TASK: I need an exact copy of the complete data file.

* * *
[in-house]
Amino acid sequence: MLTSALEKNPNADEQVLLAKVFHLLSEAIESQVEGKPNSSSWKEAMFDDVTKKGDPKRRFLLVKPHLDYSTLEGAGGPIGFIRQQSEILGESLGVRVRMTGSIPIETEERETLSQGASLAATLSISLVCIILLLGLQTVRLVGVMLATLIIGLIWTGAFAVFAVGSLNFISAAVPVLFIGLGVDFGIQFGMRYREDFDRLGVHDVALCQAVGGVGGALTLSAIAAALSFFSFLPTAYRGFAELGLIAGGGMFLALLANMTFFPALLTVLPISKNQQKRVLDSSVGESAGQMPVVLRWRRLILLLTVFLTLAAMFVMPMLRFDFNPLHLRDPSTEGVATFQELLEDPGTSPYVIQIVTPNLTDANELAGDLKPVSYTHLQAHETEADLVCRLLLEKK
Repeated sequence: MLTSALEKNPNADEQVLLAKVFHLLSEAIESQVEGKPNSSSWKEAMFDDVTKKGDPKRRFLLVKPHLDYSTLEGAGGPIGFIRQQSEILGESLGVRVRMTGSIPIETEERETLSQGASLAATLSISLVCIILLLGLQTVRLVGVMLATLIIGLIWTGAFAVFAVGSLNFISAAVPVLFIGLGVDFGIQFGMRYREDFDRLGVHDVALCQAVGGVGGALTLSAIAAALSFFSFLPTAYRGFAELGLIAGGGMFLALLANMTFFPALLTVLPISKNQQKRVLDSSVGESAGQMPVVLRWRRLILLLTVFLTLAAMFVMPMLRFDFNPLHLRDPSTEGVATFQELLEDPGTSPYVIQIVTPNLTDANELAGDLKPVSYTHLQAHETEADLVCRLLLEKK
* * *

[in-house]
Amino acid sequence: MLTSALEKNPNADEQVLLAKVFHLLSEAIESQVEGKPNSSSWKEAMFDDVTKKGDPKRRFLLVKPHLDYSTLEGAGGPIGFIRQQSEILGESLGVRVRMTGSIPIETEERETLSQGASLAATLSISLVCIILLLGLQTVRLVGVMLATLIIGLIWTGAFAVFAVGSLNFISAAVPVLFIGLGVDFGIQFGMRYREDFDRLGVHDVALCQAVGGVGGALTLSAIAAALSFFSFLPTAYRGFAELGLIAGGGMFLALLANMTFFPALLTVLPISKNQQKRVLDSSVGESAGQMPVVLRWRRLILLLTVFLTLAAMFVMPMLRFDFNPLHLRDPSTEGVATFQELLEDPGTSPYVIQIVTPNLTDANELAGDLKPVSYTHLQAHETEADLVCRLLLEKK
Repeated sequence: MLTSALEKNPNADEQVLLAKVFHLLSEAIESQVEGKPNSSSWKEAMFDDVTKKGDPKRRFLLVKPHLDYSTLEGAGGPIGFIRQQSEILGESLGVRVRMTGSIPIETEERETLSQGASLAATLSISLVCIILLLGLQTVRLVGVMLATLIIGLIWTGAFAVFAVGSLNFISAAVPVLFIGLGVDFGIQFGMRYREDFDRLGVHDVALCQAVGGVGGALTLSAIAAALSFFSFLPTAYRGFAELGLIAGGGMFLALLANMTFFPALLTVLPISKNQQKRVLDSSVGESAGQMPVVLRWRRLILLLTVFLTLAAMFVMPMLRFDFNPLHLRDPSTEGVATFQELLEDPGTSPYVIQIVTPNLTDANELAGDLKPVSYTHLQAHETEADLVCRLLLEKK